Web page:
We became accustomed to each other’s skin. The creases and folds, you tell me, are like origami to you. When I raise my arm in the air, you say, colours of unimaginable hues emit from my fingertips, and only you can see them. I think you’re full of shit. But I sleep with you anyways because the economy is collapsing.
We’ve filled your cellar with barrels of crude oil so we’ll be prepared. Then you lean me over one of the rusty containers and lift up my skirt. I suspect that when push comes to shove, you’ll leave me to fend for myself, so you grab me by the waist and fuck me.
I remember when we put butter all over our bodies and jimmied ourselves through the drain in the kitchen sink and ended up in a rooftop swimming pool in Athens. You were staring at the Acropolis as you tried to tell me the plot to the Odyssey in ten words or less as I dived underwater. I opened my eyes and let the chlorine burn them and discovered that you didn’t exist when put in water. I never told you this. I wonder if there’s a lot I don’t tell you.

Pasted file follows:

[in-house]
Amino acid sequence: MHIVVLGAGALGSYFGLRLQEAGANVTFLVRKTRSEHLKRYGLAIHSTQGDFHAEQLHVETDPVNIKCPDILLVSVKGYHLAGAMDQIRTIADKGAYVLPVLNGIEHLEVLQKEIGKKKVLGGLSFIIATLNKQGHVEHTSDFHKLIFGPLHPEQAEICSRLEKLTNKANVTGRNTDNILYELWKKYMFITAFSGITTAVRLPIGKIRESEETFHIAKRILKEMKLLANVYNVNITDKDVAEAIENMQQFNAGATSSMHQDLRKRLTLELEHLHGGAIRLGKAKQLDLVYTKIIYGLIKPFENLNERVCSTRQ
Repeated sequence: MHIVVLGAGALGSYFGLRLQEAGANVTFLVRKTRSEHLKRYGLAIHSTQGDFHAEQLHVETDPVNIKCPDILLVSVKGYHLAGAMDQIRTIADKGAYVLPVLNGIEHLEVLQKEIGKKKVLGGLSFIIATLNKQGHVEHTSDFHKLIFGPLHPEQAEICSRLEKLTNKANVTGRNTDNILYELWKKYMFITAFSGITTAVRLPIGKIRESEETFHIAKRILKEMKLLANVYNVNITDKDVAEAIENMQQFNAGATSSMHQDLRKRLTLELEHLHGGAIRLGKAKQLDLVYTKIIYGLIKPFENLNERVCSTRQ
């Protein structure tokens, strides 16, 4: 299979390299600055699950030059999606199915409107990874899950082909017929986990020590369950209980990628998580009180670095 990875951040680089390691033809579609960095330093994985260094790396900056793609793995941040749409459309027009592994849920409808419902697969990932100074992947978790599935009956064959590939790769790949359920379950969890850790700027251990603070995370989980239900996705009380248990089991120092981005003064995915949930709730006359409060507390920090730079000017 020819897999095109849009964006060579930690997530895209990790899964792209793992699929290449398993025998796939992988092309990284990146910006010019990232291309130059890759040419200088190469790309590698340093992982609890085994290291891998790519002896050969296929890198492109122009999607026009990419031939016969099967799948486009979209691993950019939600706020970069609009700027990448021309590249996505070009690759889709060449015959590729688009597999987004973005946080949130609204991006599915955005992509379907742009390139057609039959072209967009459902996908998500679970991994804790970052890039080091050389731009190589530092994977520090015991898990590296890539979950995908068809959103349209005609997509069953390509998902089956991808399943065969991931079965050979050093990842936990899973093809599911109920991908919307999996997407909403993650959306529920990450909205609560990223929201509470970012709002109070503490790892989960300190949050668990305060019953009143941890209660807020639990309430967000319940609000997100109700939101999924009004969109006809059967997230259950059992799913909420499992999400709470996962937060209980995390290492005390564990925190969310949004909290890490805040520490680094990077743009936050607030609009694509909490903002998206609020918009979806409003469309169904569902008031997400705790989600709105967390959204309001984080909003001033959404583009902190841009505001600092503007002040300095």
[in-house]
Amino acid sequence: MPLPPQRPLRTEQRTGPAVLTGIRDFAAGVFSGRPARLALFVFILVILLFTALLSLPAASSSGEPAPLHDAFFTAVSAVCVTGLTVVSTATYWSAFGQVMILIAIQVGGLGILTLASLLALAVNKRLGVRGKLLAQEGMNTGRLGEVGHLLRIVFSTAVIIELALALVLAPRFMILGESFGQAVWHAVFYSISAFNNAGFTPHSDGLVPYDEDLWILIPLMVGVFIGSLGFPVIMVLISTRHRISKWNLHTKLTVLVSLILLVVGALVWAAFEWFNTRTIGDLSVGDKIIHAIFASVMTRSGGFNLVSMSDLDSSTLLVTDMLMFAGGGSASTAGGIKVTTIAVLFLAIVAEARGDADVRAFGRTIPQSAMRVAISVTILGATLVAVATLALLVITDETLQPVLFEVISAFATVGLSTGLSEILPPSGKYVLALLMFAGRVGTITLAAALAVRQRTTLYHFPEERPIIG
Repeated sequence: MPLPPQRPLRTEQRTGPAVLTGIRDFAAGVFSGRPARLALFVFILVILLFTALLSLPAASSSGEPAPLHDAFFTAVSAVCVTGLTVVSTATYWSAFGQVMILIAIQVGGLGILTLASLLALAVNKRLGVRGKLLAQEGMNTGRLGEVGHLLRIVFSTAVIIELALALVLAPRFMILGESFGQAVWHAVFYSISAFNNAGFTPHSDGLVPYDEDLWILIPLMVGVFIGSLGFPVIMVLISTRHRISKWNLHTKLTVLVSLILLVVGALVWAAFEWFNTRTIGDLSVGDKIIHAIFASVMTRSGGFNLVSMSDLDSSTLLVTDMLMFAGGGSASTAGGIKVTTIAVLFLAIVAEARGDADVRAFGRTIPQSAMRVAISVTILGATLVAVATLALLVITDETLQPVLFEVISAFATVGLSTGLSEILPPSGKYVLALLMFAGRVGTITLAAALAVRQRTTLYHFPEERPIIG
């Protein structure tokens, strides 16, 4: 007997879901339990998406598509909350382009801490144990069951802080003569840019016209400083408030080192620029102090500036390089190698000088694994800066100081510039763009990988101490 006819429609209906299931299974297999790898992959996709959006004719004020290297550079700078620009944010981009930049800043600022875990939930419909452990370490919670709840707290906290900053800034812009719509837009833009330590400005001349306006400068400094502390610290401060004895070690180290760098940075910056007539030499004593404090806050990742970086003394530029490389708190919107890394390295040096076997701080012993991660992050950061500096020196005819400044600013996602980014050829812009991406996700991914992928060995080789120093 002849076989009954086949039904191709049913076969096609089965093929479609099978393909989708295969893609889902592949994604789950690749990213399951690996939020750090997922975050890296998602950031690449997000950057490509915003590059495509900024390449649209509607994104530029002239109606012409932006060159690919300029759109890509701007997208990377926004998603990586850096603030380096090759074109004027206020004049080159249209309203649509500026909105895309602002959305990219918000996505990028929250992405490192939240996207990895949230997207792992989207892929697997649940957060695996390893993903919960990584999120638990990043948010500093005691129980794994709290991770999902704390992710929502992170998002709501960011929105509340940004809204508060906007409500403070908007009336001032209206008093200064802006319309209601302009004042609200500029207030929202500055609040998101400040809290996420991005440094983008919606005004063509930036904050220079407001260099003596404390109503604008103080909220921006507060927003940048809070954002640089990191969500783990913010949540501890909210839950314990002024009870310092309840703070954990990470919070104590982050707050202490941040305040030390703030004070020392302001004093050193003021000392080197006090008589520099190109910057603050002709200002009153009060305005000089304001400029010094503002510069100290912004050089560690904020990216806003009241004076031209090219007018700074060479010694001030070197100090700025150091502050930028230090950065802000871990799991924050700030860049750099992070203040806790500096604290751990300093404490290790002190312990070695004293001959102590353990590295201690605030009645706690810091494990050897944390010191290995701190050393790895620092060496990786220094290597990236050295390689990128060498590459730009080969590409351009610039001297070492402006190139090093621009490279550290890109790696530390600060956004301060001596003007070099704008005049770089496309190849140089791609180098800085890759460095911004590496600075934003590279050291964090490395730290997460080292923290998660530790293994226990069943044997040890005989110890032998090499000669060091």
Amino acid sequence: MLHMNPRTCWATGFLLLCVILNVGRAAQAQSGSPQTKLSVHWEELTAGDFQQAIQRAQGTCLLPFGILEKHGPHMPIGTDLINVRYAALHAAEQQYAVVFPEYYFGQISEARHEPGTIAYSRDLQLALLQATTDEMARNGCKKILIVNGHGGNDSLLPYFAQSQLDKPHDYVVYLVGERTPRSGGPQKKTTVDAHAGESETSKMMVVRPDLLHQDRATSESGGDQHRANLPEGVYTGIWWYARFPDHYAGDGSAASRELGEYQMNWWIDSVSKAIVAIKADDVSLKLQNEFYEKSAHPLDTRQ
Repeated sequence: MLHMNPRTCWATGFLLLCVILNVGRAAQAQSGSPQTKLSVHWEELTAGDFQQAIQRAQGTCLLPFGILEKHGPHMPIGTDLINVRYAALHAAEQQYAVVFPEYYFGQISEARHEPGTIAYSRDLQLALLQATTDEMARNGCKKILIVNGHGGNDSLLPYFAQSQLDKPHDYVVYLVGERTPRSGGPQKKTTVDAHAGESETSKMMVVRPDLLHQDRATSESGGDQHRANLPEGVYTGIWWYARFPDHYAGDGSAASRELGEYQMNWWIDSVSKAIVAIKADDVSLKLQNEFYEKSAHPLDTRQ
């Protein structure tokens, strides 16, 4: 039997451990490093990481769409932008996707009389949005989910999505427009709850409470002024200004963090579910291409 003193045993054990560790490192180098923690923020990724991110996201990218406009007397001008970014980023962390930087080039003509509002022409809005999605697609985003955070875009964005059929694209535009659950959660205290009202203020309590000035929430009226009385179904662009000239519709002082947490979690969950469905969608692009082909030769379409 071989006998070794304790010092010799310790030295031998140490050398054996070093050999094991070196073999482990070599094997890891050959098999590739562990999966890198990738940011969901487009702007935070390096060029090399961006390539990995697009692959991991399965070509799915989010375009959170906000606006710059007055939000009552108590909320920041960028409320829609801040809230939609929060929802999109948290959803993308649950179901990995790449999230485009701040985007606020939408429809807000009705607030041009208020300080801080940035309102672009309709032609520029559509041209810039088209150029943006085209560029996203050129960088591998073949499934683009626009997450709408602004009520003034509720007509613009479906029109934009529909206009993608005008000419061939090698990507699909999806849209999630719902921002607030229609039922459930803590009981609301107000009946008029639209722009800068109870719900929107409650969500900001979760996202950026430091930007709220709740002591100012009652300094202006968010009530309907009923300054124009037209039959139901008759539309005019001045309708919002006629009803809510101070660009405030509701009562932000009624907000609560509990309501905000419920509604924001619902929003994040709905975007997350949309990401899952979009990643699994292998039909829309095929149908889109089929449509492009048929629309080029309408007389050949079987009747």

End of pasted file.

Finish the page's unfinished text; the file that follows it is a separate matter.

When my folds and creases have been divaricated, you usually put a blanket over me, and I pretend that I’m asleep because I don’t want you to know what’s truly inside of me, and I know you’ll give up easily. And when I die, you’ll fold me up again and put oil in my mouth, to assure my entrance into the afterlife, where I’ll wait for you to come and finally tell me the plot to the Odyssey in ten words or less.